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For 'Eco Flippers,' There's Green in Foreclosed Homes

Renovators profit from energy retrofits of foreclosed houses

By Nick Leiber
     June 21 (Bloomberg BusinessWeek) -- When Christine Fisk
toured a foreclosed home in Phoenix that had been renovated to be
more energy-efficient, she wasn’t sold on its environmental
benefits. But the two-bedroom bungalow was just minutes from her
office and in good shape, so the financial adviser bought it for
$150,000. A year in, Fisk is a believer: Her last electric bill
was under $40, far less than she expected. “My day-to-day reality
is dollars and cents, so everything that trickles down into my
pocketbook is important,” she says.
     The retrofit of Fisk’s 1947 home was overseen by G Street,
one of a growing number of small businesses that buy old homes,
renovate them to be more energy-efficient, and sell them. These
“eco flippers” spend tens of thousands of dollars to gut
properties, revamp heating and cooling systems, improve
insulation, and install greener appliances. The business model is
“a convergence of the vast number of foreclosed or short sales on
the market and customers’ increased interest in energy
efficiency,” says Peter Brown, a director at Earth Advantage
Institute, a Portland (Ore.) nonprofit that advocates sustainable
construction methods. “It goes beyond marketing.”
     With 11 million-plus homeowners owing more on their
mortgages than their homes are worth, eco flippers have plenty of
potential inventory. And the idea holds promise for remodelers,
says Kermit Baker, chief economist for the American Institute of
Architects. “The big opportunities are really older homes that
were not built very energy-efficiently to begin with,” he says.
Of course, “It’s a tough time to sell a home. If you’re investing
more and therefore need to increase the sale price of the home,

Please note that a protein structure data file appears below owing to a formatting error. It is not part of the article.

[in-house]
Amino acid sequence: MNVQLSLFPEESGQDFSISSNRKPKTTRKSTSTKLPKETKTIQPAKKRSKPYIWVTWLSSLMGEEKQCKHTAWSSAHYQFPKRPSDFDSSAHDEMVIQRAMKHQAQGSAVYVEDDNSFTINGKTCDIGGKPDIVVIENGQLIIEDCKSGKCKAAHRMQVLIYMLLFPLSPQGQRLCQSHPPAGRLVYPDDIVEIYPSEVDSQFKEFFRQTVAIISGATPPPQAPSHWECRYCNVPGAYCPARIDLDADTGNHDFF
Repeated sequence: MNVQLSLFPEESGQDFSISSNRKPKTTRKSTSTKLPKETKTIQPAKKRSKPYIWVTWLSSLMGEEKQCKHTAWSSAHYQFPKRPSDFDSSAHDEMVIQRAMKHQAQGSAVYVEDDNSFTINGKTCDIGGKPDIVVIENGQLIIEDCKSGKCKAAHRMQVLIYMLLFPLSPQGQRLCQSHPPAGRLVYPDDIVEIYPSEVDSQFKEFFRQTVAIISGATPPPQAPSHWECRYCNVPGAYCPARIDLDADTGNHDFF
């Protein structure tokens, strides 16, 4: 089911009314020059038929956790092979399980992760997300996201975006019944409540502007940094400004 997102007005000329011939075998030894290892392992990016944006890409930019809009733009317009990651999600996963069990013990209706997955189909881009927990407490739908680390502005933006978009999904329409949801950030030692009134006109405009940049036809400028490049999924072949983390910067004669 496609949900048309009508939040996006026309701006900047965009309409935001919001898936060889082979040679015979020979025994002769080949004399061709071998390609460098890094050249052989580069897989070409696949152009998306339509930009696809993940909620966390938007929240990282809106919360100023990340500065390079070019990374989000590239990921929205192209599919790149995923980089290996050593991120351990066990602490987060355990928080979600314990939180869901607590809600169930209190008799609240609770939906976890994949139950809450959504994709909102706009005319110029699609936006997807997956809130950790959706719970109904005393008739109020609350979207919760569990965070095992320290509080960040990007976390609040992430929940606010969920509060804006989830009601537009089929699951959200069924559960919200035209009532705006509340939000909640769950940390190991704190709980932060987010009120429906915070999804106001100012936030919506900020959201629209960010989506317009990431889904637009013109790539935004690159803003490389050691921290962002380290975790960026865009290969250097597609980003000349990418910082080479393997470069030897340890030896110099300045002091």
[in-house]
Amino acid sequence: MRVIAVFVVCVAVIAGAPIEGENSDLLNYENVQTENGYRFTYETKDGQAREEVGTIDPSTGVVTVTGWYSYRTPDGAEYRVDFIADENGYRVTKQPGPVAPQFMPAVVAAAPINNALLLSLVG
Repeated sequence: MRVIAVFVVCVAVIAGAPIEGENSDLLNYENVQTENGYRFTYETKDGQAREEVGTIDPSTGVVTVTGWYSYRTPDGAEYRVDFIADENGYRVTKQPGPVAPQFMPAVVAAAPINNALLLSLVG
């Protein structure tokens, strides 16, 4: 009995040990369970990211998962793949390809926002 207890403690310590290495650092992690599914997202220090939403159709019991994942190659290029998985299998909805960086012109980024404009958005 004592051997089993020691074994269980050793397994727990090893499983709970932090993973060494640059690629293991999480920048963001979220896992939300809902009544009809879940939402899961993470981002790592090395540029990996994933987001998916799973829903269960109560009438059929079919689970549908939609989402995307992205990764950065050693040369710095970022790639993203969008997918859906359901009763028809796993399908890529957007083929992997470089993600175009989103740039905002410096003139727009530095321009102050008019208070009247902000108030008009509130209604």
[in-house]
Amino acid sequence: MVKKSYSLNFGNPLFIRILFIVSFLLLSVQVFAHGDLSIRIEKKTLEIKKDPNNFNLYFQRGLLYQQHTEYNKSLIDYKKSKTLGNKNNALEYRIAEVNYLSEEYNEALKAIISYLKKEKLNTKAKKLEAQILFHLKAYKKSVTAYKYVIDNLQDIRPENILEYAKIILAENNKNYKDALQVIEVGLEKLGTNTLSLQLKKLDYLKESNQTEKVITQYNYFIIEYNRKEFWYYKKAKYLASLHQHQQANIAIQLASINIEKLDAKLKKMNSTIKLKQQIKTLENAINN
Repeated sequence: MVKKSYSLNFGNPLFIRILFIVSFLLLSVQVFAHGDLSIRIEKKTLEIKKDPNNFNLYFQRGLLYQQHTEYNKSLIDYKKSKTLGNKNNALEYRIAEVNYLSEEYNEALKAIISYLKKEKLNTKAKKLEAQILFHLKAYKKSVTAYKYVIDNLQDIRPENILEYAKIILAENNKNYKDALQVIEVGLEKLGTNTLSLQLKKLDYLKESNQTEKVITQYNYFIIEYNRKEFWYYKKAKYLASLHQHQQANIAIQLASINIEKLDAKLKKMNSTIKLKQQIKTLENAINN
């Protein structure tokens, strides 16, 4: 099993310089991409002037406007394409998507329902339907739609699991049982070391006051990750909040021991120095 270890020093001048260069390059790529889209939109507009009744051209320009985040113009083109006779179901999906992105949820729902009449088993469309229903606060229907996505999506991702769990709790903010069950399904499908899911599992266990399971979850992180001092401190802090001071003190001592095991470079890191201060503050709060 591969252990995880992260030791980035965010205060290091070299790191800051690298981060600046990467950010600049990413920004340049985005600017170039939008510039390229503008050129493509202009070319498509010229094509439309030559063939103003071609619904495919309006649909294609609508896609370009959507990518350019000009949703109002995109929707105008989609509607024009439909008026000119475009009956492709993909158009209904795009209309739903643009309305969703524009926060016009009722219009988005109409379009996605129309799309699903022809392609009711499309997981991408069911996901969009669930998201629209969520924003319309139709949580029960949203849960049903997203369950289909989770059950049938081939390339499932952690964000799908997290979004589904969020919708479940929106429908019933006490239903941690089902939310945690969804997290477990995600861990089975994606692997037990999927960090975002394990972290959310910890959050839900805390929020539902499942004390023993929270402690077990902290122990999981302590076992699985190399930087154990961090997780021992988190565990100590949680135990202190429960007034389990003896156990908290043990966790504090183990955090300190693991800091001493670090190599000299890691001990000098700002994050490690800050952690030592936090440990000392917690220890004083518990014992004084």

that’s an even riskier undertaking in this economy.”
     Brent Farrell is convinced that spending $75,000 to $120,000
to retrofit houses in Houston makes economic sense. The founder
of ReCraft Construction Services has completed about 15 green
remodels since 2009 and says that all sold within a month.
Energy-saving features make homes “more marketable, so I will
sell faster,” says Farrell, who expects more than $7 million in
revenue this year, at least 50 percent more than in 2011.
     Countering the doubts of skeptical home buyers about
efficiency claims is crucial. Those concerns can be eased by
groups such as Earth Advantage Institute, the U.S. Green Building
Council, and the National Association of Home Builders Research
Center, which oversee the verification process and issue
certifications. G Street, which has bought and renovated seven
houses in Arizona since 2007, is now focusing on hand-holding
rather than buying homes. The four-employee company charges about
$5,000 for plans, oversight of a project, and help getting the
renovation certified. “We’ll take all the pain out of what
typically is perceived as not an easy process,” says G Street
founder Philip Beere. He anticipates his company will handle
about 1,000 eco-renovations in the next year.
     Why not just tear down drafty old houses and build
energy-efficient ones in their place? It’s cheaper to renovate a
solid existing structure than demolish and start anew, says Aaron
Fairchild, who founded Green Canopy Homes in Seattle in 2010.
“We’re putting capital to work two times as fast as a new
construction homebuilder because we don’t have to go through new
construction permitting” and other hassles, he says. With seven
renovations sold and six more in progress, he plans to double his
staff by yearend, to 20.
     Like Christine Fisk, attorney Timothy Harris hadn’t been in
the market for “a super eco-friendly home” when he and his wife
paid $572,000 for Green Canopy’s first renovation, a 1926 Tudor,
two years ago. Now, he says, “When we tell our friends how much
lower our gas and electric bills are, they’re amazed. I had an
old house that was half the size that cost twice as much to heat.
It’s a remarkable difference.”

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